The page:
I founded CHIMP (Charitable Impact) in order to help Canadians become more engaged, impactful supporters of charity.
Partly, we’ve done this by creating an online giving platform for Canadian donors that makes it easy for them to support the causes they care about. We want Canadians to make giving fundamental and routine—a part, in other words, of everyday life.
To pursue this mission, it’s important that we stay up-to-date with Canadians and how they feel about the charitable landscape. That’s why CHIMP recently partnered with the Angus Reid Institute, a Canadian non-profit foundation committed to independent research.
In early November, Angus Reid surveyed a representative group of over 2000 Canadians about how they support charity, what they care about, and how their giving is likely to change in the future.
The full report is titled The State of Giving in Canada. And what does the data say? Some of it surprised me. Some of it didn’t. But every piece will help to paint the way forward as CHIMP changes the way Canadians support, understand, and engage with charity.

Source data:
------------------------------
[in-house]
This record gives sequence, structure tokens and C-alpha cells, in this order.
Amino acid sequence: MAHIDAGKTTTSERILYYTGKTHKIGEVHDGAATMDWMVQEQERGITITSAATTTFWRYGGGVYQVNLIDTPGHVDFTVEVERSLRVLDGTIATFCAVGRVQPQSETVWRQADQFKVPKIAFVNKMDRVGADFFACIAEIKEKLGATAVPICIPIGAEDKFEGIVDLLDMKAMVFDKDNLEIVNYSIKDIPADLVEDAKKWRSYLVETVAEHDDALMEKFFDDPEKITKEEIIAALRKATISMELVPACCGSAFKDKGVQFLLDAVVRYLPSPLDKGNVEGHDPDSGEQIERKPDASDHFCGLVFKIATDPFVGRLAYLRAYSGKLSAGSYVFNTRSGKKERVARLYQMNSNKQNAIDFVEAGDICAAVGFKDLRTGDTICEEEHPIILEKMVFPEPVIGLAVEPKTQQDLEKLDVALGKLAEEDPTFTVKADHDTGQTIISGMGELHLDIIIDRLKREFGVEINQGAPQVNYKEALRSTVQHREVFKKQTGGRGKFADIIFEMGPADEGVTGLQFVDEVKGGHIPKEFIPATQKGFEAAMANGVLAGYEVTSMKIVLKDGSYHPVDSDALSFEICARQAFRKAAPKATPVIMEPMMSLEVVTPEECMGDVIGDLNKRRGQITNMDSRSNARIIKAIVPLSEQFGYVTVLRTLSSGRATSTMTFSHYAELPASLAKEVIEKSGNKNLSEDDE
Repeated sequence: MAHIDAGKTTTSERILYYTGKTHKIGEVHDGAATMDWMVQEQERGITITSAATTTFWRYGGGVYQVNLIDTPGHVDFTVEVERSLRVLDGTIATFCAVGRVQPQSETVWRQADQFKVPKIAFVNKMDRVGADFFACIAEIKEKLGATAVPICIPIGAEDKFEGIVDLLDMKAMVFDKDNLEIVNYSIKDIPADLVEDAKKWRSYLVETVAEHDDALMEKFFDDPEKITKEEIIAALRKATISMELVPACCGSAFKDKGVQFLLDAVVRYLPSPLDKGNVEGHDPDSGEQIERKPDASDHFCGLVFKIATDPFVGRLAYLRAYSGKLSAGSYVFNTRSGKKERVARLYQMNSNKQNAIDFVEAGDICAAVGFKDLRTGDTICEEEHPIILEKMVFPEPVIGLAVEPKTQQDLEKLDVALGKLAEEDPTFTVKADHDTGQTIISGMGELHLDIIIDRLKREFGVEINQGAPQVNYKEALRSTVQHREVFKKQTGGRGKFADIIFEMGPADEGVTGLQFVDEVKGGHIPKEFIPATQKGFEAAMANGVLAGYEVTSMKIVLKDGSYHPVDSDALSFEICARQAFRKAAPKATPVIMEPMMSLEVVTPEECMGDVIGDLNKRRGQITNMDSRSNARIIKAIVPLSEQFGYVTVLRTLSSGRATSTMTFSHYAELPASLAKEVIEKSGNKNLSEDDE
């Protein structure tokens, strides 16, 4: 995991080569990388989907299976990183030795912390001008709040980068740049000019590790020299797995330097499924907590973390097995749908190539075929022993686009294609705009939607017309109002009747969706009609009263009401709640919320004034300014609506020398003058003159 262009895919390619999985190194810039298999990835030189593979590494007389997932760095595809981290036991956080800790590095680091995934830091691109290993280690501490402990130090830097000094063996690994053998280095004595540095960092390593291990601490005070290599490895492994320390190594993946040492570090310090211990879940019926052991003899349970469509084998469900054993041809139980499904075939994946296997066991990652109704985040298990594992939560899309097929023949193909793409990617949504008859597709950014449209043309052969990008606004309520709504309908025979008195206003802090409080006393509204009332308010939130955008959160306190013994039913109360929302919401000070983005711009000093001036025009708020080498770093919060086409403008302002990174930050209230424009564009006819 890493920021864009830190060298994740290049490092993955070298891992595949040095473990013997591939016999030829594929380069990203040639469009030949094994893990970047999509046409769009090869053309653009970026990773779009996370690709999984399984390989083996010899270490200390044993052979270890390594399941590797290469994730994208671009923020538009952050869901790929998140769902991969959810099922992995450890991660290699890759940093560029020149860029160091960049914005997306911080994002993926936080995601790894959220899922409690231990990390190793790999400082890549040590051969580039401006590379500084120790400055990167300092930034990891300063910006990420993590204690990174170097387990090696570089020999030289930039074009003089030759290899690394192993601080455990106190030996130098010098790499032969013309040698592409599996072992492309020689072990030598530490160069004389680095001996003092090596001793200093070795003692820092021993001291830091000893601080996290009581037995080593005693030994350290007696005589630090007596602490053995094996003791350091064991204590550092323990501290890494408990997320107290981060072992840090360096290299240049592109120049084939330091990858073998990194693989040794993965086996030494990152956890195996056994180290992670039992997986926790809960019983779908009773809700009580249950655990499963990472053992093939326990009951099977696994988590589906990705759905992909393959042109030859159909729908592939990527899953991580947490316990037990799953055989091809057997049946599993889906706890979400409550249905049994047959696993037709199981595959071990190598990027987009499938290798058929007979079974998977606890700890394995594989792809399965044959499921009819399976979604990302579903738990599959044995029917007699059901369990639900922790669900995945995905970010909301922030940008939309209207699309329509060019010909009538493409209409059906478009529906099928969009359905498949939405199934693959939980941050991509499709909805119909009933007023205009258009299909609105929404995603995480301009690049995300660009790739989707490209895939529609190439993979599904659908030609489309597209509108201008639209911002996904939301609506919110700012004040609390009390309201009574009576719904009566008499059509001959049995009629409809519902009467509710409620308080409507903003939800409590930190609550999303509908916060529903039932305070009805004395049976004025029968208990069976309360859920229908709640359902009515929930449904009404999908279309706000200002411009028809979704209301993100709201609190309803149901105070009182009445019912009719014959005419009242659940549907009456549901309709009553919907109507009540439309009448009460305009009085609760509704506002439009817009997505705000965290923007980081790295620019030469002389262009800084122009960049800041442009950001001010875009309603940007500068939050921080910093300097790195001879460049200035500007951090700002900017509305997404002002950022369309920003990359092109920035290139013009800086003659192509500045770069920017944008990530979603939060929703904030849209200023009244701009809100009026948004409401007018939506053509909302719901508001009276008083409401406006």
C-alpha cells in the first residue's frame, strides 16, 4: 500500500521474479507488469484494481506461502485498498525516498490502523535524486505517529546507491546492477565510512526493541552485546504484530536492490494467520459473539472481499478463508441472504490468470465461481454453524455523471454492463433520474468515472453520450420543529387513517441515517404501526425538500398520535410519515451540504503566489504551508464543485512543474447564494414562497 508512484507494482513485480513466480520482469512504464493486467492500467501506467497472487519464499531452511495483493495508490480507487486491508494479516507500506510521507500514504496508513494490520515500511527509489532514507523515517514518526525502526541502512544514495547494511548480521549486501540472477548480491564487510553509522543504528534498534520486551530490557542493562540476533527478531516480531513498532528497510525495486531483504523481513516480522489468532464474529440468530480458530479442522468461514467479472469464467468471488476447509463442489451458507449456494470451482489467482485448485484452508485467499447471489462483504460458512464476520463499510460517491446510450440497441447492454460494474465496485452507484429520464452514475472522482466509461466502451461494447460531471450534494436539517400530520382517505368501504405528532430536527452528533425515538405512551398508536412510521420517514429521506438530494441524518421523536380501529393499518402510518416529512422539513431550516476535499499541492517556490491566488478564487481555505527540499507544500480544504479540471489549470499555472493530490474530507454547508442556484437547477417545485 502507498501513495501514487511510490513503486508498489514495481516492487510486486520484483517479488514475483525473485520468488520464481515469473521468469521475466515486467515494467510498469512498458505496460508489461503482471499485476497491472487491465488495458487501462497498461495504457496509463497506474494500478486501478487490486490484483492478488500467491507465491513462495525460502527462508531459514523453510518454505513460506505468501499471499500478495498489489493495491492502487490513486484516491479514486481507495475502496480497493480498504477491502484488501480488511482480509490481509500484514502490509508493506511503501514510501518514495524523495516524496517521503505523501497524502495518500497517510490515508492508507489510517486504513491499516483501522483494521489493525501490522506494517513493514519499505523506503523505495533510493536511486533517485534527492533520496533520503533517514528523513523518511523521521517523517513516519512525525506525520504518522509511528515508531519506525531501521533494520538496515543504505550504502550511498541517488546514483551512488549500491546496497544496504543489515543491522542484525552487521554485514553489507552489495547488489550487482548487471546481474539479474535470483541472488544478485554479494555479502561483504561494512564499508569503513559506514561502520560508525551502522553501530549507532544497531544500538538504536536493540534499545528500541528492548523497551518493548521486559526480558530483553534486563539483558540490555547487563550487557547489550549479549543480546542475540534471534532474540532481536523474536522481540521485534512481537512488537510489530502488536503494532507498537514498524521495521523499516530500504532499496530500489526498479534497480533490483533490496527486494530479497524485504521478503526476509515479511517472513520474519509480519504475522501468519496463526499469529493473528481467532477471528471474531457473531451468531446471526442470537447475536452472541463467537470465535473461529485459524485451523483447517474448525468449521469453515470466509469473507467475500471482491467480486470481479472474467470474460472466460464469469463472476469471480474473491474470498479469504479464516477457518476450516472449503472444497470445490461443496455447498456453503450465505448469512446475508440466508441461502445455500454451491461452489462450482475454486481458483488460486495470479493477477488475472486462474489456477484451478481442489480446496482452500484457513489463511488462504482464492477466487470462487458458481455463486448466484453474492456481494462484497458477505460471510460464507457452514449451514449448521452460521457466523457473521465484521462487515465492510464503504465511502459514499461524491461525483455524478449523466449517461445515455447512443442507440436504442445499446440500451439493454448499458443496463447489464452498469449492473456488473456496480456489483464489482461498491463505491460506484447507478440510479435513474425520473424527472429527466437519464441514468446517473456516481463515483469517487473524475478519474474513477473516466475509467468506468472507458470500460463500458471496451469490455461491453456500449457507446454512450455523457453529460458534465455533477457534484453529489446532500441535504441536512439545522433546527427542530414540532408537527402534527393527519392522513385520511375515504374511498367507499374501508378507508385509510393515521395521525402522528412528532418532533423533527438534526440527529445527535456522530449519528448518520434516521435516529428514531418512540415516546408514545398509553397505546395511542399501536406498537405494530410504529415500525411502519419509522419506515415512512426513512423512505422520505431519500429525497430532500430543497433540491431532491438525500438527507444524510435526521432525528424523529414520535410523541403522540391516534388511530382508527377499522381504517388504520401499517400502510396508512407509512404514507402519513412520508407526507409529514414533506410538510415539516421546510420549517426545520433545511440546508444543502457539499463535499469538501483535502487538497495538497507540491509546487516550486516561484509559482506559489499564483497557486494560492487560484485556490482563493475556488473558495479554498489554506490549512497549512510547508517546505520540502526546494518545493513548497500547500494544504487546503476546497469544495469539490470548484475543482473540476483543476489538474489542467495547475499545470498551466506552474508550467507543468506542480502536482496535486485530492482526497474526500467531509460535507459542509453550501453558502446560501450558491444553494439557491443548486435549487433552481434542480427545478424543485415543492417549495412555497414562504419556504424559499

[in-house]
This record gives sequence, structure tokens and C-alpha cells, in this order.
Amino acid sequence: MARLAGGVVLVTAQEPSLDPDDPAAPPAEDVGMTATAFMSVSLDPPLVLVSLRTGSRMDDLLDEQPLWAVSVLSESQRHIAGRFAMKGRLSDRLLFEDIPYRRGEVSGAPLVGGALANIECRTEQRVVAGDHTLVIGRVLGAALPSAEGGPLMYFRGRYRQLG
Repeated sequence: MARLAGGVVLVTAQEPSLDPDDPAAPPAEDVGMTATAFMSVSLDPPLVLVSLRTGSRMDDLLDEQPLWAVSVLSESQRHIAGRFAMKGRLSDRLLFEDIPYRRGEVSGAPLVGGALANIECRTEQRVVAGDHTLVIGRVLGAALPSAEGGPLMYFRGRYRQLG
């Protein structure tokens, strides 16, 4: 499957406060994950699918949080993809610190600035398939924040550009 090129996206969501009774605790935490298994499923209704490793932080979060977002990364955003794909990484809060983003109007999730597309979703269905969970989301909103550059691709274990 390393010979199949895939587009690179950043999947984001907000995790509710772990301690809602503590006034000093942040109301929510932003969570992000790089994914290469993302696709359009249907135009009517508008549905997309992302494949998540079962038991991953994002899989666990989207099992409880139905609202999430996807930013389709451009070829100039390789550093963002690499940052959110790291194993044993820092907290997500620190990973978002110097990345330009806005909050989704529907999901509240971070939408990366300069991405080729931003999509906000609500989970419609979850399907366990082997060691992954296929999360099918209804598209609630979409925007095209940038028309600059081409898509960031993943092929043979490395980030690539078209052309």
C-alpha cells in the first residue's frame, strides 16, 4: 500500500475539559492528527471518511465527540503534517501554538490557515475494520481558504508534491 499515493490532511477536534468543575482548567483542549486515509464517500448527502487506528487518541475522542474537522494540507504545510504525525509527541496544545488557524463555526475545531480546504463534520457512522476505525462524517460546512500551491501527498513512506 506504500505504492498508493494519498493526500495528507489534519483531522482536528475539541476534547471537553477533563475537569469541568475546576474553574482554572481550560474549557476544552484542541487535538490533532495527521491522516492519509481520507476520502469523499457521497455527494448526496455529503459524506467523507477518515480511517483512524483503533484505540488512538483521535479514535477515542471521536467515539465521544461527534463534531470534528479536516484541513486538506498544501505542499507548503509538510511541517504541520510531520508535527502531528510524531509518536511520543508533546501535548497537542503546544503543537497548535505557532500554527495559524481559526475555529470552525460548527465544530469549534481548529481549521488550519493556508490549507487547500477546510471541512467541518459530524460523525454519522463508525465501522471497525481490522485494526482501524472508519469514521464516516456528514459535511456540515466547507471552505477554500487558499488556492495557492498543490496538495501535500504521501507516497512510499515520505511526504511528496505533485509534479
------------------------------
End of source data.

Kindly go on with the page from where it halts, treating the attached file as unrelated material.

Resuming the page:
We’re releasing the report in four stages, and I’ll be taking apart Angus Reid’s findings in four blog posts over the course of the next three weeks. This is the first post.
The theme is Black Friday. I’ll look at how Canadians connect with charity through businesses, and what that means for the future of giving.
Okay. Let’s get started.
Overwhelmingly, Canadians feel a personal responsibility to support charity. And, more and more, they’re being given the opportunity to do so via fundraising efforts coordinated by businesses.
But the way those businesses are reaching out to and engaging with Canadians may be limiting how people participate in charity—by denying them transparency and personal choice. And transparency and choice are key elements to people developing as empowered donors.